Figures from Canadian experts show that the country will soon become victim to serious labour shortage unless drastic measures are taken. Statistics Canada warned// Tuesday that Canada would have to rely heavily on immigration to plug the gaps left in, as Canada’s aging workforce puts up their legs.
Says Statistics Canada: “An aging workforce is not unique to Canada. What distinguishes Canada is the relatively large size of the baby boom generation and, therefore, the potential rapid exit of these aging boomers from the labour market.”
Accordingly, by 2011 almost one-fifth of baby boomers – those born between 1946 and 1964 – will be at least 61 years of age and pushing ever closer to retirement.
This problem is expected to be compounded by the fact there are fewer young people entering the labour force. In 2001, there was an average of 2.7 job force entrants aged 20 to 34 for every person over the age of 55. Twenty year ago, the ratio was 3.7 young entrants for every worker within sight of retirement.
According to Statistics Canada the potential for worker shortages is most pronounced in the health care, education and construction sectors.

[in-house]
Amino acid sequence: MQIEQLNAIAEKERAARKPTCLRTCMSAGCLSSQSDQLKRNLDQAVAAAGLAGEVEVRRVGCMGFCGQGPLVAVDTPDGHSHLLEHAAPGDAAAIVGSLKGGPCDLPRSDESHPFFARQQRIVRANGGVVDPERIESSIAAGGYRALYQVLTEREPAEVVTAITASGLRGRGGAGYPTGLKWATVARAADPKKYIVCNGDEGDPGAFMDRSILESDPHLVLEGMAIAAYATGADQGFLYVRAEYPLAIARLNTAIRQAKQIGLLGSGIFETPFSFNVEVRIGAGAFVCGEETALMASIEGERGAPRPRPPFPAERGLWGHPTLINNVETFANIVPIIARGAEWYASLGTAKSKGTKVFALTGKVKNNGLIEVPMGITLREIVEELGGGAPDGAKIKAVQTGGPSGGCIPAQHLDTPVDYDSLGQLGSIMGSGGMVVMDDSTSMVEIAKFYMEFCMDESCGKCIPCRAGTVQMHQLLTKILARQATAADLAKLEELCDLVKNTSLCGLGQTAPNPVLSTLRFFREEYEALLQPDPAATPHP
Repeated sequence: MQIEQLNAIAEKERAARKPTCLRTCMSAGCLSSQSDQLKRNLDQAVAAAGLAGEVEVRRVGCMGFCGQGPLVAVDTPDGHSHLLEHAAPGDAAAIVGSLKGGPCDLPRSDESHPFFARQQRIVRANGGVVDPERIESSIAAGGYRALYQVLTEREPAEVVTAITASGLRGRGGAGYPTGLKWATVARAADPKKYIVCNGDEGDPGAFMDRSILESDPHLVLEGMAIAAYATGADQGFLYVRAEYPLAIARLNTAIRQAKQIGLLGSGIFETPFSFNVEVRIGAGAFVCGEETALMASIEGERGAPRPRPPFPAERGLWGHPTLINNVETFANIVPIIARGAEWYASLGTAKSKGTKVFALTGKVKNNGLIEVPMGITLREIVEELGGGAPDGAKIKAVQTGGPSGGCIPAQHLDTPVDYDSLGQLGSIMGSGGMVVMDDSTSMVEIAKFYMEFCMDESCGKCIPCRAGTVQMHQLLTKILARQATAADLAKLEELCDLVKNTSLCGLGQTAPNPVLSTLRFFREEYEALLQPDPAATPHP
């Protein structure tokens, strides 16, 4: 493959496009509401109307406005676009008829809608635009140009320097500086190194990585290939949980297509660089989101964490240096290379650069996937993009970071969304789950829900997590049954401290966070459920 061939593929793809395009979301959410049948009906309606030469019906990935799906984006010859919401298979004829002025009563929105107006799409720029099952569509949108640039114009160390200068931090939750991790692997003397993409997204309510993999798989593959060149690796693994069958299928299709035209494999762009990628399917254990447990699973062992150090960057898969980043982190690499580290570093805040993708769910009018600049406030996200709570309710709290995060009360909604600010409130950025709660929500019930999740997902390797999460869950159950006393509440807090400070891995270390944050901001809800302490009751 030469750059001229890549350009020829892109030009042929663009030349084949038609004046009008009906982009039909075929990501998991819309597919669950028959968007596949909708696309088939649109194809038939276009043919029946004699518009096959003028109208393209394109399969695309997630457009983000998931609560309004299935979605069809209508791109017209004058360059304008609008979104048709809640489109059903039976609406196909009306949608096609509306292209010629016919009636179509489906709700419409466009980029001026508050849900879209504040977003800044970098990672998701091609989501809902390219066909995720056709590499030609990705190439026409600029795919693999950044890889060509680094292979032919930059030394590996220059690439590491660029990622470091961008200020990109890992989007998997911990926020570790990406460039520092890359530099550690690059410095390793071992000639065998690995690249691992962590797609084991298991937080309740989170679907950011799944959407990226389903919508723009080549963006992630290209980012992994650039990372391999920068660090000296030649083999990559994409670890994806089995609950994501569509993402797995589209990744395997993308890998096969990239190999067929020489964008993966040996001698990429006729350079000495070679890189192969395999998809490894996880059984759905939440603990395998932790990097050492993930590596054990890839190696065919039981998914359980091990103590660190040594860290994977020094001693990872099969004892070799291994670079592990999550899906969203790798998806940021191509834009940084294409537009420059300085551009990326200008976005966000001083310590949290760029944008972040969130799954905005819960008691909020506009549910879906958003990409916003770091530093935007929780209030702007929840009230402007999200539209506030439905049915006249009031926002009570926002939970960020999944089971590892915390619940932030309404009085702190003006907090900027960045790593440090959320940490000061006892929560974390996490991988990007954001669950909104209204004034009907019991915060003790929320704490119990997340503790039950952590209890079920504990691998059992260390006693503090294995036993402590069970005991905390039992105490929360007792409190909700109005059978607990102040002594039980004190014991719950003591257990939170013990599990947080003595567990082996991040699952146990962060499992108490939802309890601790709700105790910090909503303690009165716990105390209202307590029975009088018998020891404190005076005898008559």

In 2001, the average age of medical specialists was 45.6, while the average age for general practitioners was 45.2. Almost one-quarter of specialist was aged 55 and over, while 18 per cent of general practitioners were in that age bracket.
In the nursing profession, the average age of registered nurses has been going up rapidly because of few new entrants. In 1991, there were almost five nurses aged 20 to 34 for every nurse aged 55 and over. By 2001, that ratio was down to two young nurses for every one aged 55 or older.
Immigrants, says Statistic Canada, are expected to have a greater role slotted out for them. Those who landed in Canada during the 1990s, and who were in the labour force in 2001, accounted for almost 70 per cent of the total growth of the lab
our force over the decade.
"If current immigration rates continue, it is possible that immigration could account for virtually all labour force growth by 2011,” says Statistics Canada.
In a recent article from Business in Vancouver, one expert urged government policymakers to develop a more aggressive work visa program to address growing labour shortages.
Other than immigration, other options include extending the “normal” retirement age, encouraging older workers to stay on the job, as well as tapping into underused labour pools such as aboriginals.
Experts also suggest the use of foreign visa holders as well as temporary visa holders. Related medicine news :1
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